Arbitrage is when people make money by exploiting a market inconsistency. Arbitrages can be very simple, or very complicated.
An eggcellent idea?
Say you live in a small farming town that has a wholesale market where people buy and sell their farm produce.
Your neighbor has chickens, and tells you he’s been selling his eggs at the market for a dollar a dozen.
But you spend lots of time at the market, so you know many buyers pay $1.50 per dozen, which is what you sell your own eggs for.
Based on this knowledge, you offer your neighbor $1.25 per dozen for his eggs, so you can sell them at market for $1.50 and make a quarter from every carton. Your neighbor loves this idea too, because he makes more than he did before.
This is an arbitrage opportunity. It exists because of an information ‘asymmetry:’ not everyone has the same market pricing information.
Your egg arbitrage will work for a while until your neighbor figures it out. Eventually he’ll find the buyer paying $1.50 per dozen, or they’ll find him, and cut you out of the deal.
Most arbitrage opportunities are more complex, because people figure out simple mispricings quickly, so they don’t last long. Arbitrage is often done by computerized trading programs which can spot market inconsistencies and pounce on them rapidly.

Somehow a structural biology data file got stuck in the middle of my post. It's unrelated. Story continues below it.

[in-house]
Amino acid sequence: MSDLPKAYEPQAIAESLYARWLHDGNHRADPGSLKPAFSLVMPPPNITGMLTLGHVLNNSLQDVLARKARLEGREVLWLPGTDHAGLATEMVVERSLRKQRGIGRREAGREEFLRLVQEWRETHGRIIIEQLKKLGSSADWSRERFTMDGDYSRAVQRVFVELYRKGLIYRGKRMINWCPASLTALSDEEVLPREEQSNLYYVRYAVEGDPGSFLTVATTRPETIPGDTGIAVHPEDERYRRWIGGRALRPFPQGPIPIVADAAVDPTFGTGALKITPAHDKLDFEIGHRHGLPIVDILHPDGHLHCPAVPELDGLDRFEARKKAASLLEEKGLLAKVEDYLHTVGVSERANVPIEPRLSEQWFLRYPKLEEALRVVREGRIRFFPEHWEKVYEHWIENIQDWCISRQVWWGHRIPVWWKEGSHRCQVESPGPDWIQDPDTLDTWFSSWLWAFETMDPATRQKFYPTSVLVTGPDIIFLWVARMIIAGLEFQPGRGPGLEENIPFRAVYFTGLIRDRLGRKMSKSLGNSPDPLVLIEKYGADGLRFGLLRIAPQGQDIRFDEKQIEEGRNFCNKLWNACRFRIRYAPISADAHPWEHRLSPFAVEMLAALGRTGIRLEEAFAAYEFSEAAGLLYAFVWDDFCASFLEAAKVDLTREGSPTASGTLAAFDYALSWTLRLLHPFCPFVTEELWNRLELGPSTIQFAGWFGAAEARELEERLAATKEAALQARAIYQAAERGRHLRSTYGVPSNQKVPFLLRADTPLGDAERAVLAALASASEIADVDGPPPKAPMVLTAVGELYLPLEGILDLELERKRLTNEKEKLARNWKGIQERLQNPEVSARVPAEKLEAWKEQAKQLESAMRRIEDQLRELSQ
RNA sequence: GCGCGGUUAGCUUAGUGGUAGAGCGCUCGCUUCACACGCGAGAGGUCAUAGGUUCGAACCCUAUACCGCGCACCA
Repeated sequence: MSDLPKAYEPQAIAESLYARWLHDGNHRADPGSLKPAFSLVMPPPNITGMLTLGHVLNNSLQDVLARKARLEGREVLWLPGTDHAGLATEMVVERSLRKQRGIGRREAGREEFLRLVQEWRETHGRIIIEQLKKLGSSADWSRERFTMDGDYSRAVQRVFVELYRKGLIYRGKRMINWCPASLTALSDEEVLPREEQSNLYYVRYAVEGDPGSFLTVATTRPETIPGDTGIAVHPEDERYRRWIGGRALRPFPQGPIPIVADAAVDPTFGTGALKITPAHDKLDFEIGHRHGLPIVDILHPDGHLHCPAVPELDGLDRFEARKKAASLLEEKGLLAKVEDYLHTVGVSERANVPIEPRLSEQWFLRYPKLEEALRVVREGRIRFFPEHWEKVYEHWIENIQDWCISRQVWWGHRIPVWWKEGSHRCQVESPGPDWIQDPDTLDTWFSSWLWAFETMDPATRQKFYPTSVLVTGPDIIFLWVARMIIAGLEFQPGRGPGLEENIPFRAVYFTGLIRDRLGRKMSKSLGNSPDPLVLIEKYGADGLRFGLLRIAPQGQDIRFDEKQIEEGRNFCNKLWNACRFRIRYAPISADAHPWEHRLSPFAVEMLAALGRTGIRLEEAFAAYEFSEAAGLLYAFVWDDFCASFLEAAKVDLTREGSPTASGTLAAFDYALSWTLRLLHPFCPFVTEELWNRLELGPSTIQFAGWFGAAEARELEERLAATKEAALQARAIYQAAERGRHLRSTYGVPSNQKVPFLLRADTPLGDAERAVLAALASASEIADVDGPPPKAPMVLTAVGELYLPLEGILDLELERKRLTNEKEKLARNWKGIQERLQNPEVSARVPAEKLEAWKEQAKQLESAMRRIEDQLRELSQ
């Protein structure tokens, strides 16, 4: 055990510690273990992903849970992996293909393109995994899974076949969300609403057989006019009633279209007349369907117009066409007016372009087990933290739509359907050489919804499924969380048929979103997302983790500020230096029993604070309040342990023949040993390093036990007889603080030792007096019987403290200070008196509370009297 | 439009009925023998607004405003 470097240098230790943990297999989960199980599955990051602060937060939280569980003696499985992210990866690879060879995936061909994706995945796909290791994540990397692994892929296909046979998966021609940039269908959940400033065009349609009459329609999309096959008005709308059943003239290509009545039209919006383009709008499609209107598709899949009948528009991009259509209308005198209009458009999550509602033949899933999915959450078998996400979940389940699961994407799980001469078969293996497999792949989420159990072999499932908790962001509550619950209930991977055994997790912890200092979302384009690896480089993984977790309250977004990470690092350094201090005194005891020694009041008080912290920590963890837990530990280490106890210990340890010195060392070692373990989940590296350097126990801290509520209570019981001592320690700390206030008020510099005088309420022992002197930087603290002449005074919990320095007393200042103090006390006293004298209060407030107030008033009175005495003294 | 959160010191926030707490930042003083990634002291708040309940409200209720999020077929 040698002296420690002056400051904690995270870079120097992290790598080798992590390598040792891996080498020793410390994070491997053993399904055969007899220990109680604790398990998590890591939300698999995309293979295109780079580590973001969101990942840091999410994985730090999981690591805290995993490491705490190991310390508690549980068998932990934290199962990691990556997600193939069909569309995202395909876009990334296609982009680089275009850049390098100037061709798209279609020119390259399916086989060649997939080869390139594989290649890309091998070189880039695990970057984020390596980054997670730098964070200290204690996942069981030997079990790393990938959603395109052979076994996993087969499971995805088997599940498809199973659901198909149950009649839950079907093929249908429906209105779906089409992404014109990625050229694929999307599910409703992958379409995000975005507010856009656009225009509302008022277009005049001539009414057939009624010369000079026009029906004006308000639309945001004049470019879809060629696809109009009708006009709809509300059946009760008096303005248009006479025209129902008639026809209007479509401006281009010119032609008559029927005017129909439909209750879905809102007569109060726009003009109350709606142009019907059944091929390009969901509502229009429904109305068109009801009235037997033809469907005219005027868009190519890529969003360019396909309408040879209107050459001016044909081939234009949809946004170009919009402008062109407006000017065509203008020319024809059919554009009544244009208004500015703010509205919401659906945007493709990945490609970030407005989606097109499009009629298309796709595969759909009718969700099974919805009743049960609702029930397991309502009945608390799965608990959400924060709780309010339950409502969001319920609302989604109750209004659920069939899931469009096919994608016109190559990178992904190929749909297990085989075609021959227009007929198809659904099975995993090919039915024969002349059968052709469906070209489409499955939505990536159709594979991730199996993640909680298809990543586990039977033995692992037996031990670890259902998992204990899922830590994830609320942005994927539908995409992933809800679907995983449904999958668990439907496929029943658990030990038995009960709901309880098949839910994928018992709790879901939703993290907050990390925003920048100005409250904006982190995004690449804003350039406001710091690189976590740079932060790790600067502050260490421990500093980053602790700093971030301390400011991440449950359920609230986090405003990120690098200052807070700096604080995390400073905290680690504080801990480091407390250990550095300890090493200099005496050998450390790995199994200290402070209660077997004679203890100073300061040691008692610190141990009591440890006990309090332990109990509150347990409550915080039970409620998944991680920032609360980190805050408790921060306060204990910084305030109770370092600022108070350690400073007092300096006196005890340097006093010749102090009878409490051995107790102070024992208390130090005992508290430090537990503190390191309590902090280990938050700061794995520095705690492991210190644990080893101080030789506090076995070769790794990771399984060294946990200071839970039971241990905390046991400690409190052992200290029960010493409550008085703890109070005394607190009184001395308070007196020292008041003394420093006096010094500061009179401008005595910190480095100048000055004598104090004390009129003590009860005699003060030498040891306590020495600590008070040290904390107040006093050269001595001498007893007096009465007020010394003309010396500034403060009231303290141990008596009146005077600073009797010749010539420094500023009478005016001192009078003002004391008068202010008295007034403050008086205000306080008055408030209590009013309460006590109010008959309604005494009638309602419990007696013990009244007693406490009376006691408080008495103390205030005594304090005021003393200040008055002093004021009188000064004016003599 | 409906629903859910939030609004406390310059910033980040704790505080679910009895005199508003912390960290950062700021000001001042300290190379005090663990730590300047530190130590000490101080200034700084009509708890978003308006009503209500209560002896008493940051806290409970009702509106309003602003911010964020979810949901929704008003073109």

Some common areas for arbitrage are:
- Currency trading. There are many currencies in the world, and exchange rates fluctuate constantly. So it’s a ripe area for finding mismatches.
- Sports betting. People bet on lots of races and games, and the odds are constantly fluctuating.
- Labor markets. Global labor costs are always going up and down, and some corporations do ‘labor arbitrage,’ constantly shifting work to take advantage of these fluctuations.
- Internet marketing. Today’s ad networks are complex and competitive with constantly changing prices. It’s easy to buy and resell inventory when you spot an arbitrage opportunity.
But arbitrage isn’t limited to these areas, there are many others.
Arbitrage doesn’t actually create value – you’re not making or building anything. All is does is to make markets operate faster and more efficiently.